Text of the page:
This is the second sacrament that we receive, usually at the age of seven or eight. It is a sacrament about healing, through the power of God to forgive sins. In scripture we read that Jesus teaches that there are two fundamental commandments which are central to the Christian faith – that we should love God and love one another. All his other teaching flows from this.
Many of us will have memories of attending regular confessions in the past, indeed weekly or certainly monthly confessions was the norm at one time.
Even though the Sacrament of Penance is about healing, reconciliation and forgiveness, it is often elicits a strong negative response from some people. Sadly, the majority of people today have given up the practice of confession of sin, yet more people partake of the Eucharist. Penance should be seen, not as punishment for sin but rather as an invitation to receive God’s grace. There are countless moments of encounter with God in the Gospels where those involved received mercy for what they confess:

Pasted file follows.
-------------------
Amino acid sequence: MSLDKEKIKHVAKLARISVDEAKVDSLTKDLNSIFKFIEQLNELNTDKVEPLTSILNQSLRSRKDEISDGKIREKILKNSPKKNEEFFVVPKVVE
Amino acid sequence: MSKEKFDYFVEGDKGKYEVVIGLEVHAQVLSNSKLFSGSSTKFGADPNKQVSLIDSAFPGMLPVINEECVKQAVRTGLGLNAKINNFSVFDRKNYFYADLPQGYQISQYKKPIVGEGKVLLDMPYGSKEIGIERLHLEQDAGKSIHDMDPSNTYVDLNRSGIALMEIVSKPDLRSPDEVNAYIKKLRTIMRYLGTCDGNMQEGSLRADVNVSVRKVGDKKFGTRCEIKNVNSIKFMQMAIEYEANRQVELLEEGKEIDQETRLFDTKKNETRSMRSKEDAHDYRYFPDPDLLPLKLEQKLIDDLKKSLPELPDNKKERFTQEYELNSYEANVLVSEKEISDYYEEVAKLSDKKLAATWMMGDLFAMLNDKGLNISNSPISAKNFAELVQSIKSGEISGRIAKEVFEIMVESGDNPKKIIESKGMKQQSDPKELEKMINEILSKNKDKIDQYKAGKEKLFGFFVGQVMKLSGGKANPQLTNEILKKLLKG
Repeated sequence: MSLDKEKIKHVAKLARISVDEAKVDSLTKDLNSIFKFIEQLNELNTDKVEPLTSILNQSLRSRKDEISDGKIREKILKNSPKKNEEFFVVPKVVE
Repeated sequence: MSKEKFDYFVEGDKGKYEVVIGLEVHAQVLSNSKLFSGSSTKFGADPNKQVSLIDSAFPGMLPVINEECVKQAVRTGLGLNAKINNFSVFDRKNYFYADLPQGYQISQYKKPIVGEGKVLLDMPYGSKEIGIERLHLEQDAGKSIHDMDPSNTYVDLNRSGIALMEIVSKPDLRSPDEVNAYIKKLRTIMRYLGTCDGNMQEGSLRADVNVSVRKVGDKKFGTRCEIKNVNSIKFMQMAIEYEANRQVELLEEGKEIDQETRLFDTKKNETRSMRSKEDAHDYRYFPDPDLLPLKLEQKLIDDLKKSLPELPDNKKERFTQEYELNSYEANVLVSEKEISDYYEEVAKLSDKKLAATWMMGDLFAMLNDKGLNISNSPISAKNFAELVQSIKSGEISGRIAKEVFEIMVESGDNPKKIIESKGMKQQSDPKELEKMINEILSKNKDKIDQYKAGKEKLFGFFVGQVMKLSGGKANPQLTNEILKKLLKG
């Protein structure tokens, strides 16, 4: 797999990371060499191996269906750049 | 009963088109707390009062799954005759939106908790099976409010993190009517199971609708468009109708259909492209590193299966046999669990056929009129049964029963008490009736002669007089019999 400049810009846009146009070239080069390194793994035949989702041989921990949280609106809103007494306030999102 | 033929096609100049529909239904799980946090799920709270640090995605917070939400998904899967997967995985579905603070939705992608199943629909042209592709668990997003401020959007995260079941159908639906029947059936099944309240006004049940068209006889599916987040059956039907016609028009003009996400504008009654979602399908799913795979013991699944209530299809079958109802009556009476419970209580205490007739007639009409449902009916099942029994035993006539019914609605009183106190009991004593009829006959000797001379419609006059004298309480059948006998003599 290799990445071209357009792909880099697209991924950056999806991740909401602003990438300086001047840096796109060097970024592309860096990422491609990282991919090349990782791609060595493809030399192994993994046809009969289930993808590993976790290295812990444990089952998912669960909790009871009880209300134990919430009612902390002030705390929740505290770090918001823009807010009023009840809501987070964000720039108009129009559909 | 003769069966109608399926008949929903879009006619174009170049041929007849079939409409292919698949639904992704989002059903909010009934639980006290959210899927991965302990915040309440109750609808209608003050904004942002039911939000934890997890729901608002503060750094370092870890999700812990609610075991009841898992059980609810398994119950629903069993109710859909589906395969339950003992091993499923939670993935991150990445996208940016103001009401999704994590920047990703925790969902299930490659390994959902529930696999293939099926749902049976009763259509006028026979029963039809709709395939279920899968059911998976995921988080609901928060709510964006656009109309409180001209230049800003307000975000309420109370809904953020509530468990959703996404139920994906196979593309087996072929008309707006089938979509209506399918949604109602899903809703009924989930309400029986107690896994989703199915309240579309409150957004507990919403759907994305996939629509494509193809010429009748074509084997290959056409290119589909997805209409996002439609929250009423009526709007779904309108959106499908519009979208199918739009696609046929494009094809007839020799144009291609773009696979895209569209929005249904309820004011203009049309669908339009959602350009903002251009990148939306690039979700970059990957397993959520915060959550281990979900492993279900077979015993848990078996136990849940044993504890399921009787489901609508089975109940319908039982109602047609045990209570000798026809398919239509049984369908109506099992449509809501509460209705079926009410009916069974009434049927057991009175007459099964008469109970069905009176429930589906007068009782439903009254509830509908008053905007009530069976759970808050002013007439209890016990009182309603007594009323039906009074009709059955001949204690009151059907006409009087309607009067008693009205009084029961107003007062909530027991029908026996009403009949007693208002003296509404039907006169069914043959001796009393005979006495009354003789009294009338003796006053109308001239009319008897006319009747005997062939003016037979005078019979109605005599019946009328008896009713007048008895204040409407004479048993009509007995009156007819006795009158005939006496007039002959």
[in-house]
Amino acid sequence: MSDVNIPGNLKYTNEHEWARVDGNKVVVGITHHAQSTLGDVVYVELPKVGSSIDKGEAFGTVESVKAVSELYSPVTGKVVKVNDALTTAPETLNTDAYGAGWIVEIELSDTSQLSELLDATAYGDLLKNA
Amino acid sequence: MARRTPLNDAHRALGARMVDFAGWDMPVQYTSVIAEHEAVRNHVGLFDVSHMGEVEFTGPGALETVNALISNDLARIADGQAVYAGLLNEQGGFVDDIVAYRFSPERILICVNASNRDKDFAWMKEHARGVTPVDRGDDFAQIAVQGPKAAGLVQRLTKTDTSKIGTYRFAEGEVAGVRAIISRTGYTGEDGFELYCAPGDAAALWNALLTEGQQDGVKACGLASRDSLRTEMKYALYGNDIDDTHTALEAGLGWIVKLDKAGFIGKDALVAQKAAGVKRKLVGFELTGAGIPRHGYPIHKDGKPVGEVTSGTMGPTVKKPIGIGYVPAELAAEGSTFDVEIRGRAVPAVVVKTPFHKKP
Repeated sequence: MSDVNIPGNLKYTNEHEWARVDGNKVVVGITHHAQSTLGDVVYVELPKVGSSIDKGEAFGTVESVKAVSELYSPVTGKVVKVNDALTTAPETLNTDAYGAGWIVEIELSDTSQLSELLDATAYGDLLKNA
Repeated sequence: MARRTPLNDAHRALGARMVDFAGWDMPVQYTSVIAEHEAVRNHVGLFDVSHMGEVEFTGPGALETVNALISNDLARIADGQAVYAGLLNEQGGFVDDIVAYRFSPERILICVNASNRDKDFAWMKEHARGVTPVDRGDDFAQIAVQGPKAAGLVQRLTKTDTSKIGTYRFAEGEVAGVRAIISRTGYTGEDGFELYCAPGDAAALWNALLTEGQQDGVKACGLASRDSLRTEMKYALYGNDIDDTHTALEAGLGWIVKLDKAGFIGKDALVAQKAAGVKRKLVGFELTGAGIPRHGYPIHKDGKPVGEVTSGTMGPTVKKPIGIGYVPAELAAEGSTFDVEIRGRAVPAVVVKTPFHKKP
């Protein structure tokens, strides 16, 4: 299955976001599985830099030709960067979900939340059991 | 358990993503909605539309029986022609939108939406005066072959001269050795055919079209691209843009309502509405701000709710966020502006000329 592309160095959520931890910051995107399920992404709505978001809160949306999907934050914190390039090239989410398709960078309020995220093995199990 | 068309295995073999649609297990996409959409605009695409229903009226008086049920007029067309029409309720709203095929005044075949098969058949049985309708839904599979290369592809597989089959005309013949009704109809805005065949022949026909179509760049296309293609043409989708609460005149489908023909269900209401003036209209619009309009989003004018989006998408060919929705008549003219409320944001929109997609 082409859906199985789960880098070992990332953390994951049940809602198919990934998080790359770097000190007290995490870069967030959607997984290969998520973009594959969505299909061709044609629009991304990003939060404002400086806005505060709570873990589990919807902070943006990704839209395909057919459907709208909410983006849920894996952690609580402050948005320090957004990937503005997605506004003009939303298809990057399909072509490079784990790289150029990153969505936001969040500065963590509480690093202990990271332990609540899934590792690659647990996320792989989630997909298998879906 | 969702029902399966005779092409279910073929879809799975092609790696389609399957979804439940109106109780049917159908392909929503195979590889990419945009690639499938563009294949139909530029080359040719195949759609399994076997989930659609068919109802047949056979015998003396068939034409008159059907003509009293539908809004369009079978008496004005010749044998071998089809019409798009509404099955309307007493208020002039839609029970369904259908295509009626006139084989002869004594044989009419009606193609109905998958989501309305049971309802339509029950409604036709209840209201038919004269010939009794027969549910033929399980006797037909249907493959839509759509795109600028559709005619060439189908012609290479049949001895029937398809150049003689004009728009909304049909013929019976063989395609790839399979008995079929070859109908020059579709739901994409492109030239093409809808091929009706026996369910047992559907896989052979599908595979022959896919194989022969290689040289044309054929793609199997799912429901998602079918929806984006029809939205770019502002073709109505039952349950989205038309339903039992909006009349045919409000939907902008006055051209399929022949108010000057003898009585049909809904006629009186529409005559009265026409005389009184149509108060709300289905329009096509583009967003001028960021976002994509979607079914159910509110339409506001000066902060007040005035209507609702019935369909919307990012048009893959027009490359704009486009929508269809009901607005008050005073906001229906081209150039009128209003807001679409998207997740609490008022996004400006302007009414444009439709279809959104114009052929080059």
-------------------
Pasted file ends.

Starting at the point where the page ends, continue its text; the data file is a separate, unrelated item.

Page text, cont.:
- Zacchaeus the tax collector (Luke 19 1-10)
- The woman at the well (John 4: 1-30)
- The Prodigal Son (Luke 15: 11-32)
- The woman in Adultery (John 8: 1-11)
God invites us to encounter him in the Sacrament of Penance through confessing the wrong we have done, by asking for forgiveness and in celebrating his forgiveness. It could be easy today to conclude that Confessions is a ‘one off thing,’ only celebrated by children in advance of the First Holy Communion. The Sacrament of Penance is an opportunity for all of us to have an encounter with God at this very deep level. Perhaps today, the biggest difficulty with this sacrament is in our understanding of sin. If we don’t believe in sin, then we dint feel the need to confess. Please avail of the opportunity to encounter God in this moment of healing, reconciliation and forgiveness.